Demand for Sydney luxury property has continued to surge, with new data showing prime rents have increased 13.1 per cent in the past 12 months.
According to Knight Frank’s Prime Global Rental Index (PGRI), Sydney’s high-end property market is currently sitting in third spot for annual luxury rental growth, coming in behind Singapore (24.5 per cent) and London (14.4 per cent).
The Harbour City has also seen the largest growth over the past six months in luxury rents, at 8.7 per cent, and the second largest growth in luxury rents over the past three months, at 3.2 per cent.
Knight Frank Head of Residential Erin van Tuil said an undersupply of rental properties across most parts of Sydney, and at every price point, had driven double-digit rental growth.
“In affluent areas, there tends to be at least one home in the street having some type of renovation work done, and many take up a rental home while these works are being carried out,” Ms van Tuil said.
“Construction delays over the past few years have meant these prime rental homes are required for double or triple the time than first expected while they wait for tradespeople and prime cost items from around the world to be delivered to finish the job.”
She said a skills shortage continued in Sydney, and this extended to the executive level, with such employees likely to need a prime residential home provided to attract them.
“Elevated rents are being paid to secure a prime rental home until they settle into the city,” she said.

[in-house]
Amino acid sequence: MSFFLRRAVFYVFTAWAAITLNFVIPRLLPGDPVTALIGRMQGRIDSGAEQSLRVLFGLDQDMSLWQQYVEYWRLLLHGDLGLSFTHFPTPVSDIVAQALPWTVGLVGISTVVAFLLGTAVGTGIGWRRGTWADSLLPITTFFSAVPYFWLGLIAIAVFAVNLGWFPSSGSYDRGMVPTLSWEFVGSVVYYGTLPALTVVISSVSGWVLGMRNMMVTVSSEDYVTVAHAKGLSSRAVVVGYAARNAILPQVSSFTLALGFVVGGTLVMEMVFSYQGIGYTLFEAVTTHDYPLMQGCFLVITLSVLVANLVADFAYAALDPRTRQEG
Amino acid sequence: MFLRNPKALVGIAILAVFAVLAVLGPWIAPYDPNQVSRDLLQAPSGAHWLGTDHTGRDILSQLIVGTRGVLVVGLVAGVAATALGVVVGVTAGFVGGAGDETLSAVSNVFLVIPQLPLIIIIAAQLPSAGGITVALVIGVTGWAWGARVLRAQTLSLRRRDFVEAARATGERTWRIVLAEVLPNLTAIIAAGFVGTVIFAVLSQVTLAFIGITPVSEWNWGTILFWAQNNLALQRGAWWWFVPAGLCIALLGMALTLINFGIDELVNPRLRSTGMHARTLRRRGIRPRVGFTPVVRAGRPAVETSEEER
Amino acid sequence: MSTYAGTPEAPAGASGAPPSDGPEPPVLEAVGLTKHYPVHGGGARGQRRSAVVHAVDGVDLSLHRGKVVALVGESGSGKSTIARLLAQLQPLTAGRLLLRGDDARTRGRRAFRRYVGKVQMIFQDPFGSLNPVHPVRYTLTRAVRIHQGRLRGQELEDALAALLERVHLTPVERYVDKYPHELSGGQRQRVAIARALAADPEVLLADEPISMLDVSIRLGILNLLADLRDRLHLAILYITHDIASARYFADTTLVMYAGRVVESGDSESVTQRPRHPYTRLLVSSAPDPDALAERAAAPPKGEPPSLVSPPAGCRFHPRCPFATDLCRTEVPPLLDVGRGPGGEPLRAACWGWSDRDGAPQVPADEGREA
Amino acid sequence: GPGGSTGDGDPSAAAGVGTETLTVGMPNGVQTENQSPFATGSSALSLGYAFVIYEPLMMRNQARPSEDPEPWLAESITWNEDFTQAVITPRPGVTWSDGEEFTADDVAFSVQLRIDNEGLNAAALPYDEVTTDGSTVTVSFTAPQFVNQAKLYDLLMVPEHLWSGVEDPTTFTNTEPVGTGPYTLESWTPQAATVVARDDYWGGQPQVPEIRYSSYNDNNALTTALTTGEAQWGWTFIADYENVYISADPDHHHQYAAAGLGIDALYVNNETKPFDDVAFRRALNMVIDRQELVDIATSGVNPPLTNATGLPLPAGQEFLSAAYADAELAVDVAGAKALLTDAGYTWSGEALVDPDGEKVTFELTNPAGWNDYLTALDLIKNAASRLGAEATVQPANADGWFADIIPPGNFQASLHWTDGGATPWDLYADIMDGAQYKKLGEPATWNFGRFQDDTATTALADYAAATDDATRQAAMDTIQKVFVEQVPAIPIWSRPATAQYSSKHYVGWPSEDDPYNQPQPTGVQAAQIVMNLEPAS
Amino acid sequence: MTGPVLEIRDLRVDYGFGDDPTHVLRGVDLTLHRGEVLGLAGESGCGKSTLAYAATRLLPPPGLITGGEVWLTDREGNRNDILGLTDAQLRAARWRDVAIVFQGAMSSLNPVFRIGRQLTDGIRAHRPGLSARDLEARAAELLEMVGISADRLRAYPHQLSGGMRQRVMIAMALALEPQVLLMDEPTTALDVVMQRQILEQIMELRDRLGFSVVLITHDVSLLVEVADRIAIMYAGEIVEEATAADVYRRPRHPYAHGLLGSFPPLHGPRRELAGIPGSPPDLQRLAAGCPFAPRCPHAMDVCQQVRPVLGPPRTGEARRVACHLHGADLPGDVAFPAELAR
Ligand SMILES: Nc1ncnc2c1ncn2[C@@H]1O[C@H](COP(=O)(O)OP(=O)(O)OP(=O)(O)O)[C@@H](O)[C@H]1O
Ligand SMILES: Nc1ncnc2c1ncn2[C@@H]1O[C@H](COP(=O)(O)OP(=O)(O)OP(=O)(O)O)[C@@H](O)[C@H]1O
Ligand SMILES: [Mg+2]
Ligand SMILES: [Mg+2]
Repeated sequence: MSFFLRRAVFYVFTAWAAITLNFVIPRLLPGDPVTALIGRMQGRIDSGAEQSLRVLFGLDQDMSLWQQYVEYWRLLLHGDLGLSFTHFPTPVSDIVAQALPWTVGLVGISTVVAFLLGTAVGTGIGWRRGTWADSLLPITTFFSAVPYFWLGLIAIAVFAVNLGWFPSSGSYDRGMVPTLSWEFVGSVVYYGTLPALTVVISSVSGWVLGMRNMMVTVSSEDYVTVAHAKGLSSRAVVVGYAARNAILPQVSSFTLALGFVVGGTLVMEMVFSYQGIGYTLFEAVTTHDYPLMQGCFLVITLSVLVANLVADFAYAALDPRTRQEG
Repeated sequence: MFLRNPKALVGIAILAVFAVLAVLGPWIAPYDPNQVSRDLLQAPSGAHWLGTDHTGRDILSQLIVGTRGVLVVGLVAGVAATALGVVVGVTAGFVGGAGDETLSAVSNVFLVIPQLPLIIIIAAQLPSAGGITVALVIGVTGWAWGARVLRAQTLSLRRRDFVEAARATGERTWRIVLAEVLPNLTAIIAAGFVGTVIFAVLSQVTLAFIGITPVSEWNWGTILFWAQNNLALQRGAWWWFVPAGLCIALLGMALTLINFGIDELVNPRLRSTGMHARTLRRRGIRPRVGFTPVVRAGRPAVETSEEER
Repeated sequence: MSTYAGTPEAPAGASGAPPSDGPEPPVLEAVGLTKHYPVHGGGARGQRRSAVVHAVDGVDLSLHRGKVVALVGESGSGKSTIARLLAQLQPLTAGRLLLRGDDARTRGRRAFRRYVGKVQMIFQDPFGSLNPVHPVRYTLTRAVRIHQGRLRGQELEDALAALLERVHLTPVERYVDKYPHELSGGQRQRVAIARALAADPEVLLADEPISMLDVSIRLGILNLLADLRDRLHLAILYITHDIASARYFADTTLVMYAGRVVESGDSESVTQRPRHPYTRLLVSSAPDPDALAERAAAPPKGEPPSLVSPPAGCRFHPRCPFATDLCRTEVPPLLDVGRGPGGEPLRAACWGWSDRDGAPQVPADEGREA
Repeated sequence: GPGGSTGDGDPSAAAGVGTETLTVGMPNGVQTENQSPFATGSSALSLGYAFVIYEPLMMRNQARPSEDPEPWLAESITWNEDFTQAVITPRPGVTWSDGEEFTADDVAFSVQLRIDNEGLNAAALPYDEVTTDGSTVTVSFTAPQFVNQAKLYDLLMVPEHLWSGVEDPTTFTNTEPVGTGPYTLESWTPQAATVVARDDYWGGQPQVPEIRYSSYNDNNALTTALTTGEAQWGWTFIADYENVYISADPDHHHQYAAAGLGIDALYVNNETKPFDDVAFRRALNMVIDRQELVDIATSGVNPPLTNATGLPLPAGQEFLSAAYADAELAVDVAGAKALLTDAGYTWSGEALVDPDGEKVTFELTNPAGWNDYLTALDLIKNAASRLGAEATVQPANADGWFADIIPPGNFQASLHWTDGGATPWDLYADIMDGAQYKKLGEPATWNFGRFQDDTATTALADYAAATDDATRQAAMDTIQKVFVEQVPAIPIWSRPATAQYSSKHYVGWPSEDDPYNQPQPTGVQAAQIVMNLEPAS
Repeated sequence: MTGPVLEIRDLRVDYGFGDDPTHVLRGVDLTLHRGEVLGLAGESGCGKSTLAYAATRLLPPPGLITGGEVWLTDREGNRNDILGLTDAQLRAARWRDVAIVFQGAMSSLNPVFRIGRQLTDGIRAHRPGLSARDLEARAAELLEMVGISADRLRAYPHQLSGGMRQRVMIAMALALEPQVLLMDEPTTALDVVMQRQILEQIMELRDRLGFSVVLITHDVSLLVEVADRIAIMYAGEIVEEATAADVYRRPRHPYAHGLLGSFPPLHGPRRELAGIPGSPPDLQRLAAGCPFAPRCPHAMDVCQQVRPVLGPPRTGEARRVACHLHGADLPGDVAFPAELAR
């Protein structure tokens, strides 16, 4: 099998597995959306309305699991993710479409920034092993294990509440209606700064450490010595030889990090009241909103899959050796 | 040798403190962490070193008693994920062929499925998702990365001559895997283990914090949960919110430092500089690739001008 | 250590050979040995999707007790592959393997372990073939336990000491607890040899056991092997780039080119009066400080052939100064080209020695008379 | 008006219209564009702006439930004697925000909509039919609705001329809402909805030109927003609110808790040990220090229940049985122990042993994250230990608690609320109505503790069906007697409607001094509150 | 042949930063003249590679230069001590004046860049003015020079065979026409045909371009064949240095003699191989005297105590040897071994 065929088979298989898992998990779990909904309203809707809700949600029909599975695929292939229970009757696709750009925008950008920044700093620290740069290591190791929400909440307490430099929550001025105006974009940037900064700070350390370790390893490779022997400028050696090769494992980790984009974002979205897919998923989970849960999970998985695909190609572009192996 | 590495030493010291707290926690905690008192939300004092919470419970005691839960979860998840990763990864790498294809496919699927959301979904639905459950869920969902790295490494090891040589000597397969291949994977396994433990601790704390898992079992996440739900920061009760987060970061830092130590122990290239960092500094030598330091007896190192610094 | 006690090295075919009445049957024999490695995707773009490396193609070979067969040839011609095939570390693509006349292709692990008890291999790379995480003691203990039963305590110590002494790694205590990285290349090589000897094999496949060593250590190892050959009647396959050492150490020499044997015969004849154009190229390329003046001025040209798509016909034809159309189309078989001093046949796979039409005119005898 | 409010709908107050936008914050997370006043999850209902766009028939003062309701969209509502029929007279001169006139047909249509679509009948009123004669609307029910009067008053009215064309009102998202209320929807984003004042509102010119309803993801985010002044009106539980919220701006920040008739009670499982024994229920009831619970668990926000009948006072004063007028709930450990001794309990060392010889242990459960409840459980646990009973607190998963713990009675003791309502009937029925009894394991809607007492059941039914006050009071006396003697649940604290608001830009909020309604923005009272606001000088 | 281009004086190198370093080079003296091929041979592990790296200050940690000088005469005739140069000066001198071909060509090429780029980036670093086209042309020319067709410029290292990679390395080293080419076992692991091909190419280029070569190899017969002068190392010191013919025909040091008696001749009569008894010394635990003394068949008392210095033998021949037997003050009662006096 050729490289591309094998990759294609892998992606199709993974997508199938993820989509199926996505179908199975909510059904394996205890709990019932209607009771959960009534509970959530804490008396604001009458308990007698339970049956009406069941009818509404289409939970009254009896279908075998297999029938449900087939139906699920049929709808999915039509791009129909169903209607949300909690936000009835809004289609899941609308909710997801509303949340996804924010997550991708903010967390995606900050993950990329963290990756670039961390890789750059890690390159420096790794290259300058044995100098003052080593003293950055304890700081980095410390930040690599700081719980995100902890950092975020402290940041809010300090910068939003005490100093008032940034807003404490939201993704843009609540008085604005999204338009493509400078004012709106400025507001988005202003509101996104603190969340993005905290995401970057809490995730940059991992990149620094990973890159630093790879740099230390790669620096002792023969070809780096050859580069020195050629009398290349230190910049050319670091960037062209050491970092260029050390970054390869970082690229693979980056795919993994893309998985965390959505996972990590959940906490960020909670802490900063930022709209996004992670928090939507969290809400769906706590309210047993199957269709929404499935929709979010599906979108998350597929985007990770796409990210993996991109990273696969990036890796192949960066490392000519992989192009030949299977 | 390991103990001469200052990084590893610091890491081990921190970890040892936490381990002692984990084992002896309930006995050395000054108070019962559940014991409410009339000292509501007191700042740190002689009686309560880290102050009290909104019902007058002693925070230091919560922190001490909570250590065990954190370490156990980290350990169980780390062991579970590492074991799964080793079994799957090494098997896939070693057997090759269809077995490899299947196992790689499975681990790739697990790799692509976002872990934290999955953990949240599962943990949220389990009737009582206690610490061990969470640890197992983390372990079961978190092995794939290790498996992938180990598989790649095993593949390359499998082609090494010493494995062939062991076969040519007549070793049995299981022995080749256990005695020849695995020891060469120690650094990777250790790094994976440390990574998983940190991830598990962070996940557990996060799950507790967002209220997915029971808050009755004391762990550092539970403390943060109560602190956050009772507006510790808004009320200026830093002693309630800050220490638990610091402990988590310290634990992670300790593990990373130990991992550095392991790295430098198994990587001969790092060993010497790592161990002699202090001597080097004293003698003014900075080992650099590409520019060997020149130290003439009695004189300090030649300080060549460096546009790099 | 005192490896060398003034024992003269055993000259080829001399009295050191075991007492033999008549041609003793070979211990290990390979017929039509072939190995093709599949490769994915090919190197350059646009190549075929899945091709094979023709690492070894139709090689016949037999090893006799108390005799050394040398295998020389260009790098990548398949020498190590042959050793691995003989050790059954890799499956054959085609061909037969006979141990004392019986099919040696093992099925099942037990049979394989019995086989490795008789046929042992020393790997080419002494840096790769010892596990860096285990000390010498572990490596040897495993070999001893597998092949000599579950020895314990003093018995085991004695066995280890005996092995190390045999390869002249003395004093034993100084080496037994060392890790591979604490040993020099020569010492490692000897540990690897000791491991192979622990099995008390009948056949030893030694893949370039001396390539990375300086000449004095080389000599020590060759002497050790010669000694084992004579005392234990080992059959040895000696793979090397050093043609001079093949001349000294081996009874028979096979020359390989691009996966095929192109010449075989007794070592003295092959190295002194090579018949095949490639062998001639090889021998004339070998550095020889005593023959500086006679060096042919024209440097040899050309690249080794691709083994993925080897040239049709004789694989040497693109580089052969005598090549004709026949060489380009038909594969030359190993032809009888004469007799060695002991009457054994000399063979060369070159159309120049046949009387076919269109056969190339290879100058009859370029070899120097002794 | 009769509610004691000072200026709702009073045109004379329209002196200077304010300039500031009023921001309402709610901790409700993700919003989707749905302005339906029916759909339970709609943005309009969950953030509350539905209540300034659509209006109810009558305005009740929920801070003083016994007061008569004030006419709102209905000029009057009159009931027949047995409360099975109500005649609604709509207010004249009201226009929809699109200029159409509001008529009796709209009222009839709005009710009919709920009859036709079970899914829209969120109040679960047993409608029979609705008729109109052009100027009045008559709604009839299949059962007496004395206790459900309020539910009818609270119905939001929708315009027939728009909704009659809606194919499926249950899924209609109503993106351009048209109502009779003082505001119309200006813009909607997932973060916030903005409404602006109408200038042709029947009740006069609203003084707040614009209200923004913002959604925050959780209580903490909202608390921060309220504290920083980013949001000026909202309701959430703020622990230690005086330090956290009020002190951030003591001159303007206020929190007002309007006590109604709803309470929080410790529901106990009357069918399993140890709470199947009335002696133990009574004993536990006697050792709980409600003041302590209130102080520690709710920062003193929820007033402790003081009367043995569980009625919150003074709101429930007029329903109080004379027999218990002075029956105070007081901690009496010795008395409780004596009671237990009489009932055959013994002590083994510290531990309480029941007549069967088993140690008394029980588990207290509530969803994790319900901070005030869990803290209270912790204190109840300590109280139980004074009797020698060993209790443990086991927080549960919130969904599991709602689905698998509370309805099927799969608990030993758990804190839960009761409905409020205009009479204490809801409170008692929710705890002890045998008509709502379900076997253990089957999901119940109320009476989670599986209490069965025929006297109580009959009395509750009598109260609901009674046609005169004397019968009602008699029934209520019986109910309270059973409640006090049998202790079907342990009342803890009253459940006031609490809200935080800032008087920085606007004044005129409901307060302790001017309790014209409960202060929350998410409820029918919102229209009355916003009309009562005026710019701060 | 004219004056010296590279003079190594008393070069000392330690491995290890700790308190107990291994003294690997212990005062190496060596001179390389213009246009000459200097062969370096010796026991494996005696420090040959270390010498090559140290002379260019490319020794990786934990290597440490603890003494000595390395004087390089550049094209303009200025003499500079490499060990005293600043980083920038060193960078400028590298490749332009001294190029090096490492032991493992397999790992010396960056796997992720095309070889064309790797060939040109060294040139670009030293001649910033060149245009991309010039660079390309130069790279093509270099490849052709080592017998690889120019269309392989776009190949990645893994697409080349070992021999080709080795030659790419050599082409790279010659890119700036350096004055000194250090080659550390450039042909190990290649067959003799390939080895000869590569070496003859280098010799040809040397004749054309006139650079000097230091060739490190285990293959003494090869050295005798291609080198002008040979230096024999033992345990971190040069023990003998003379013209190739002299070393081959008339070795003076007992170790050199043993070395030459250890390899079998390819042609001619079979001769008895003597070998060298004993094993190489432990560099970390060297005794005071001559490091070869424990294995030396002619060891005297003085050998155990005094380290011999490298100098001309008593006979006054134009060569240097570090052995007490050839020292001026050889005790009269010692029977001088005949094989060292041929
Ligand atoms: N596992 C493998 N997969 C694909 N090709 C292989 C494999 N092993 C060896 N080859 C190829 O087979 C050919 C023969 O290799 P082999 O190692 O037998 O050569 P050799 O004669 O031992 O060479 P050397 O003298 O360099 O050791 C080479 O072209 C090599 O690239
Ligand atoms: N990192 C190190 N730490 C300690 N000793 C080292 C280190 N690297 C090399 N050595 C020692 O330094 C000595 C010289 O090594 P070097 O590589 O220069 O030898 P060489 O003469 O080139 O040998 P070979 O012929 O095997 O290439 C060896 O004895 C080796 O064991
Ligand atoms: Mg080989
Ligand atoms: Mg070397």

“In the past few months, there has been an increasing number of box office movies being filmed in Australia with actors and production crew using Sydney as their base, placing further pressure on the top end of our rental market.”
Other cities that have also seen luxury rents surge include Toronto (9.6 per cent), Auckland (7.2 per cent), New York (6.2 per cent) and Geneva (2 per cent).
Knight Frank Head of Residential Research Michelle Ciesielski said the recovery in rents over the past two years had been remarkable.
“The overall index has risen by 23 per cent from Q1 2021 to date,” Ms Ciesielski said.
“Growth in specific cities has been even stronger, with New York, Singapore and London seeing rental growth of 56 per cent, 53 per cent and 51 per cent respectively, over the same period.
Ms Ciesielski said the key rental growth drivers were strong demand as residents return to cities following lockdowns, the affordability squeeze as some prospective buyers are priced out of sales markets following rate hikes and weak new supply following construction disruption through the pandemic.
“While some of the PGRI growth hubs have seen a moderation in the pace of rent rises, including Singapore, London and New York, and the index overall shows a fall in the pace of rental growth, Sydney is seeing the opposite trend with annual growth increasing compared to the previous quarter,” she said.
“While the rate of growth in many cities will undoubtedly slow, lack of progress on new delivery means tenants will face high rents for the foreseeable future.”